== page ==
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I've been into stocks for a few months now, and all I'm basing my decisions are stock recommendations and price history.

Is it too risky or "happy-go-lucky" to do what I'm doing now?

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    I think you probably already know the answer to this question. Doing anything without research is the definition of "unwise".
    – user22731
    Feb 7, 2015 at 18:24
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    Do you know that most stock recommendations are biased? Most analysts were still recommending a strong buy for Enron whilst it was half way down to zero.
    – Victor
    Feb 7, 2015 at 21:20
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    Do not do any individual stock investing with money you can't afford to lose. Consider that kind of investing with leftover "play money", because especially with no research, you will likely lose a lot of it.
    – Adam Johns
    Feb 12, 2015 at 16:14

3 Answers 3

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If you don't want to do the deep research on each individual company, you might want to look at index funds and similar "whole market" investments.

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Stock recommendations and price history are an unwise way to invest.

People that recommend stocks are usually compensation for recommending it. They are paid directly by third parties, that can be paid in shares, they can simply own the stock themselves and if the stock goes up they can sell it to new investors at a higher price (or even a lower price, they may not actually care)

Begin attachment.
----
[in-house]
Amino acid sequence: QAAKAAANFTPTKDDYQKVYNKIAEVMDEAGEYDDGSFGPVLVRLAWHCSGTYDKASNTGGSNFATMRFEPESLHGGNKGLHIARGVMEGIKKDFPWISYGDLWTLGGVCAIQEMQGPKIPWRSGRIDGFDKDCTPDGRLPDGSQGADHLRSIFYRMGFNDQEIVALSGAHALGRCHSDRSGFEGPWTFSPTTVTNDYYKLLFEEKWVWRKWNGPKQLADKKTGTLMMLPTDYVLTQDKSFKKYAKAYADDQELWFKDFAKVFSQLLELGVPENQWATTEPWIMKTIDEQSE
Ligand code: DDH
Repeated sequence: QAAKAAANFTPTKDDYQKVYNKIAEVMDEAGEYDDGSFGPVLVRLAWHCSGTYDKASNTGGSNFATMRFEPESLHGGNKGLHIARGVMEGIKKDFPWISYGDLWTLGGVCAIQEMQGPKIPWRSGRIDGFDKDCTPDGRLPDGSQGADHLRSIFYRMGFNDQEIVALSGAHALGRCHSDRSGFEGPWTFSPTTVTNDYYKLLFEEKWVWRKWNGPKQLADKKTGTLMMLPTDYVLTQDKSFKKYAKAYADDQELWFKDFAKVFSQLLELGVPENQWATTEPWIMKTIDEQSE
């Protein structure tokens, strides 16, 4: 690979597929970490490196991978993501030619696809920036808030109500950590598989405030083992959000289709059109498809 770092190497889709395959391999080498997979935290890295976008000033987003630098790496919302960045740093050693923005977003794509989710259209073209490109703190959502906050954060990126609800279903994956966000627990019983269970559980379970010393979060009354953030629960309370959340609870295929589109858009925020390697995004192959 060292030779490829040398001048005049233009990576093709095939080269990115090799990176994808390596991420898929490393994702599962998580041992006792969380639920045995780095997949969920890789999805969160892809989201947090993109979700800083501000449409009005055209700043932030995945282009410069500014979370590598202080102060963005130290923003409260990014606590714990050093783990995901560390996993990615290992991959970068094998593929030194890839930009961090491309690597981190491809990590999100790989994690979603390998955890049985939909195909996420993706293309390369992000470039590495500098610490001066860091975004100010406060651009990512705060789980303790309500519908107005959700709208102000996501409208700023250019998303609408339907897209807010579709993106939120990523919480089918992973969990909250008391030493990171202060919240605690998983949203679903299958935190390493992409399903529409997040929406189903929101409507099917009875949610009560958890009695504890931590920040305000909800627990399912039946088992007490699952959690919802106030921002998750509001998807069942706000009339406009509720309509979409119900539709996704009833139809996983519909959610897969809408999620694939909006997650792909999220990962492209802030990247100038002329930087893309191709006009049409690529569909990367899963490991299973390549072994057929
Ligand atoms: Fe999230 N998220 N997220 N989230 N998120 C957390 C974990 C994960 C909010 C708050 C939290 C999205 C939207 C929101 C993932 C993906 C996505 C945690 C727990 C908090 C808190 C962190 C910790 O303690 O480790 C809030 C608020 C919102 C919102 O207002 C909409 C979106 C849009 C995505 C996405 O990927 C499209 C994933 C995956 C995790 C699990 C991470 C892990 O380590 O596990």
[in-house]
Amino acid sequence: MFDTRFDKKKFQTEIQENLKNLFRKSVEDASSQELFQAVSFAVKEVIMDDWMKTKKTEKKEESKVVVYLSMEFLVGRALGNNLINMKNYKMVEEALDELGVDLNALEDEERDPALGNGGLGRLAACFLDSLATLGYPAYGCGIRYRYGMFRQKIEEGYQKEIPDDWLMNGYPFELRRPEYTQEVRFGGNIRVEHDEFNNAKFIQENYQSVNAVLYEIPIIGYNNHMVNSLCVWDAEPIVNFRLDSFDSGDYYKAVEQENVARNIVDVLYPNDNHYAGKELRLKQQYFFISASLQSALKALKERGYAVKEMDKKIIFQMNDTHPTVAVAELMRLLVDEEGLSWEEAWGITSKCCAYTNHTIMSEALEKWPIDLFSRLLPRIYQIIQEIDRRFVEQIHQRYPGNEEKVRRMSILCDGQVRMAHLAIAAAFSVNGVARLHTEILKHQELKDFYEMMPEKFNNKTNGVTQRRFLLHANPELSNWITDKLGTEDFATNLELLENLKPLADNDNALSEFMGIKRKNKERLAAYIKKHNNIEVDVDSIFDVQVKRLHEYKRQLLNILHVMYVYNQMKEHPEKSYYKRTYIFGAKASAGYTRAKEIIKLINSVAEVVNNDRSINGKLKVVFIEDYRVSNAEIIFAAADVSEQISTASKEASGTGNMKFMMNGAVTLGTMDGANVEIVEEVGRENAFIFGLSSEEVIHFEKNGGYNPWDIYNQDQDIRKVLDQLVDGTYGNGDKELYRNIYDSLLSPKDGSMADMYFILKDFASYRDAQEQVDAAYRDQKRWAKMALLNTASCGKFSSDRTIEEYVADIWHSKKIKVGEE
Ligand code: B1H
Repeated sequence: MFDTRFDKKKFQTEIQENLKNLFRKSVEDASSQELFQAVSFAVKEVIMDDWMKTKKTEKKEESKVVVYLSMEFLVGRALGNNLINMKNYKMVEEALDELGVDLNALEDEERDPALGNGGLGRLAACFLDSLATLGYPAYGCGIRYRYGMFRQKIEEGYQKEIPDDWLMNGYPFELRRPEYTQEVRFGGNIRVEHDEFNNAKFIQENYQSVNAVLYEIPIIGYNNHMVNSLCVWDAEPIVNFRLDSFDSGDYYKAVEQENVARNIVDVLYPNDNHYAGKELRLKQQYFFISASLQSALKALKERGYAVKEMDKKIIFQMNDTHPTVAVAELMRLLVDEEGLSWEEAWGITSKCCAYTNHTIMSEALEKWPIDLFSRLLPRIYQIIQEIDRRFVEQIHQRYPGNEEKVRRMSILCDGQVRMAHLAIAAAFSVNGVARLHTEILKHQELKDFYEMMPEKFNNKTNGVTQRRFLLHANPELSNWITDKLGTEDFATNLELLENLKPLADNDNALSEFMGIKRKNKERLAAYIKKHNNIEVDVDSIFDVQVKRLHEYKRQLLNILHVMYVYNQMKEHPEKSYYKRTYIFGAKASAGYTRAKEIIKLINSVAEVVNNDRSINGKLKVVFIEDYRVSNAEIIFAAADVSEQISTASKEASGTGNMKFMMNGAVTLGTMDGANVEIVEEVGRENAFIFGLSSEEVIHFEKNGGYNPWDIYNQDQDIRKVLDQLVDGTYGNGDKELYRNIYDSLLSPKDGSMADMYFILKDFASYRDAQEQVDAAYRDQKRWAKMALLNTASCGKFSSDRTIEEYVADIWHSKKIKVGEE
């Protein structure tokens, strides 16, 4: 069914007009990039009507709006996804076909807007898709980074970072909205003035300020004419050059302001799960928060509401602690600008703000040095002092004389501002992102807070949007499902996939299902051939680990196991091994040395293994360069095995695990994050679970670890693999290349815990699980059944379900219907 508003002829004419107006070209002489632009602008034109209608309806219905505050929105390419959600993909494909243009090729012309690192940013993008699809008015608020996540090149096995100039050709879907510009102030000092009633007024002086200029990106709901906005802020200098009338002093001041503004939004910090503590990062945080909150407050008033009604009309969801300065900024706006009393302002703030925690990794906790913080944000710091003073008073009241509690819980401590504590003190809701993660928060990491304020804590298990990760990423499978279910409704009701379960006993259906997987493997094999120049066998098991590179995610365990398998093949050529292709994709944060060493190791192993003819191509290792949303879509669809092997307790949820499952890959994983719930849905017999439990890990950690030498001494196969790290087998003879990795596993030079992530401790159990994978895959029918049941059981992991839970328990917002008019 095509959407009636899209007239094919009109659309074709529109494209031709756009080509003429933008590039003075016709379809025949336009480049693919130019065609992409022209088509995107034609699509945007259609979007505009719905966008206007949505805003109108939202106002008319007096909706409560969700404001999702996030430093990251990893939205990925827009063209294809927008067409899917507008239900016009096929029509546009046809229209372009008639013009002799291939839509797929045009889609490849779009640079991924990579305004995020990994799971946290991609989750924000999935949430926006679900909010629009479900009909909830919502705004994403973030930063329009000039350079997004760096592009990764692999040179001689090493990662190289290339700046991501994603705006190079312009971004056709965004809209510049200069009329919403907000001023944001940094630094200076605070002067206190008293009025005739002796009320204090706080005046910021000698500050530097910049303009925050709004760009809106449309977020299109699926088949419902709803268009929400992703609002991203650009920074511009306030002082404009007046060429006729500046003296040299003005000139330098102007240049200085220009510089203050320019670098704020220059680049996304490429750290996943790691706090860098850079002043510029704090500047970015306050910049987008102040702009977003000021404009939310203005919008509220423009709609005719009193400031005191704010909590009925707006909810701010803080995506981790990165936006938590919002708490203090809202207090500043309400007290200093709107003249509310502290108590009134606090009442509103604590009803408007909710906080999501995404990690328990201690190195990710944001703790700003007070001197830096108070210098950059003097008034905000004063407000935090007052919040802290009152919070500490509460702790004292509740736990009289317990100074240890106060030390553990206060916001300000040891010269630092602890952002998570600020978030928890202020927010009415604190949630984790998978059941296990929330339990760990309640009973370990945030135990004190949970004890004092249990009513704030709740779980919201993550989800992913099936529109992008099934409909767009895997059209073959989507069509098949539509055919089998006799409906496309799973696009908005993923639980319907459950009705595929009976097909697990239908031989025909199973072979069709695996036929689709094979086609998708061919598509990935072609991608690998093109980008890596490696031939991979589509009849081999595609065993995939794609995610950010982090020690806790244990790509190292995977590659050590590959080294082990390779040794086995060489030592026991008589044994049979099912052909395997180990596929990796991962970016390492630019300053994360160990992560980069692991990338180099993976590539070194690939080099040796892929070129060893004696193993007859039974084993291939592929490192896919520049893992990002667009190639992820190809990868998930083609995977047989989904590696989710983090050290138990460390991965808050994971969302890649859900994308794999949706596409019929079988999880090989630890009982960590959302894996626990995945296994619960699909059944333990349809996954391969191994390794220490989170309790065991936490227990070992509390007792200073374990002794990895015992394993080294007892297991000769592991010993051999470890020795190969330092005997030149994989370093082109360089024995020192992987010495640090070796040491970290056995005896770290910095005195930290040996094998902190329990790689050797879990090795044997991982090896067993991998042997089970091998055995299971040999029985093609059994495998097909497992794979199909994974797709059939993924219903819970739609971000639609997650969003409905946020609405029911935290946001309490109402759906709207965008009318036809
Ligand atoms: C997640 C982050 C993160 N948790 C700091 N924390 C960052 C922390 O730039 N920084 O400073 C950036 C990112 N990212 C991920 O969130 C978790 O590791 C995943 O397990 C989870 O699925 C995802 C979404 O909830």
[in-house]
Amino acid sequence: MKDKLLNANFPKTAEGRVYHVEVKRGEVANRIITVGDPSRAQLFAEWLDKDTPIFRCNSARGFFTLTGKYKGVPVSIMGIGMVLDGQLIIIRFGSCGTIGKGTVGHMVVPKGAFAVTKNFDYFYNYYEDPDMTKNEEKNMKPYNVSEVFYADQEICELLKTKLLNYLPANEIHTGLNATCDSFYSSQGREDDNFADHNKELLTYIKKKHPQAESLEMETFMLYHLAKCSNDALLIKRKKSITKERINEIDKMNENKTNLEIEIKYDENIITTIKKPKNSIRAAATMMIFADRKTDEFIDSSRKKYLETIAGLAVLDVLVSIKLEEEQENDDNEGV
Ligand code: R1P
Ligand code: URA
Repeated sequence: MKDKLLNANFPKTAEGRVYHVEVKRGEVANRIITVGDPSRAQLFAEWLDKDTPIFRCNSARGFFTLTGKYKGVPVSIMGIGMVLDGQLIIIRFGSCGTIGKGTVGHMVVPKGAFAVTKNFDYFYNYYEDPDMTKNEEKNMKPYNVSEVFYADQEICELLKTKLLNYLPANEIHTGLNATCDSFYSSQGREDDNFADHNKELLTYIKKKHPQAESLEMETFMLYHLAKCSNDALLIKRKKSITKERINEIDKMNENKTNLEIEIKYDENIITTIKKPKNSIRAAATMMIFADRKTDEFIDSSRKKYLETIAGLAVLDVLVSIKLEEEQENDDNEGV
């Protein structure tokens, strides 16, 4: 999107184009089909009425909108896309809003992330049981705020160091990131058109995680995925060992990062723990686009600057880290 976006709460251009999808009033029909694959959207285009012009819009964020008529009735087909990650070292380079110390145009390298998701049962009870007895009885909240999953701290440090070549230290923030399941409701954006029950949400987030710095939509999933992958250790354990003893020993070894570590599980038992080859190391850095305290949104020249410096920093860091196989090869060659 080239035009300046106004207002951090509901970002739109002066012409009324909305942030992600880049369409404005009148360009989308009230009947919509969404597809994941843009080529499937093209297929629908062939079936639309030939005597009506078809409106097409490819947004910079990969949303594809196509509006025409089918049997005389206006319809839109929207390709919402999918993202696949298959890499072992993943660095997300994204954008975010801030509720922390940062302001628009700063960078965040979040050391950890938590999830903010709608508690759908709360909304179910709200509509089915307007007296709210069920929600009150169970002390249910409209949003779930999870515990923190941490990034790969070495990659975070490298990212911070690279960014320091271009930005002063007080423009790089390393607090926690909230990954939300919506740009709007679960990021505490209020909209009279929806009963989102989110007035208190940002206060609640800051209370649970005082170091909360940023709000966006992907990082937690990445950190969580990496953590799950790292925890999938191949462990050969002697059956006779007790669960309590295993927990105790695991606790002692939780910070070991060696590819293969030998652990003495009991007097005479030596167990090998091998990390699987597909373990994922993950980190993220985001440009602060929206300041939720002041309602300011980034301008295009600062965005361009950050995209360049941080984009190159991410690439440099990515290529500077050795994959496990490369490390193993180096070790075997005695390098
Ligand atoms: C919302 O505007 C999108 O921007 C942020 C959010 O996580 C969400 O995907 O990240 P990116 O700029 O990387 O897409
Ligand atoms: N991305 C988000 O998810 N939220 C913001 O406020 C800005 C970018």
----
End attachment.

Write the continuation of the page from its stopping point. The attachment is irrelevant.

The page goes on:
Price history does not tell you a complete picture, what kind of price history are you even looking at: "this stock went up, let me buy now at the very top and hope it goes higher, am I too late" "this stock went down let me avoid it"

if you don't know why, what, who, when, assets, debt, etc, you shouldn't be buying the stock.

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I don't see balance sheet in what you're looking at, and I'd definitely suggest learning how to read a balance sheet and looking at it, if you're going to buy stock in a company, unless you know that the recommendations you're buying on are already doing that and you're willing to take that risk. Also, reading past balance sheets and statements can give you an idea about how accurate the company is with their predictions, or if they have a history of financial integrity.

Now, if you're going the model portfolio route, which has become popular, the assumption that many of these stock buyers are making is that someone else is doing that for them. I am not saying that this assumption is valid, just one that I've seen; you will definitely find a lot of skeptics, and rightly so, about model portfolios. Likewise, people who trade based on what [Person X] does (like Warren Buffett or David Einhorn) are assuming that they're doing the research. The downside to this is if you follow someone like this. Yeah, oops.

I should also point out that technical analysis, especially high probability TA, generally only looks at history. Most would define it as high risk and there are many underlying assumptions with reading the price movements by high probability TA types.

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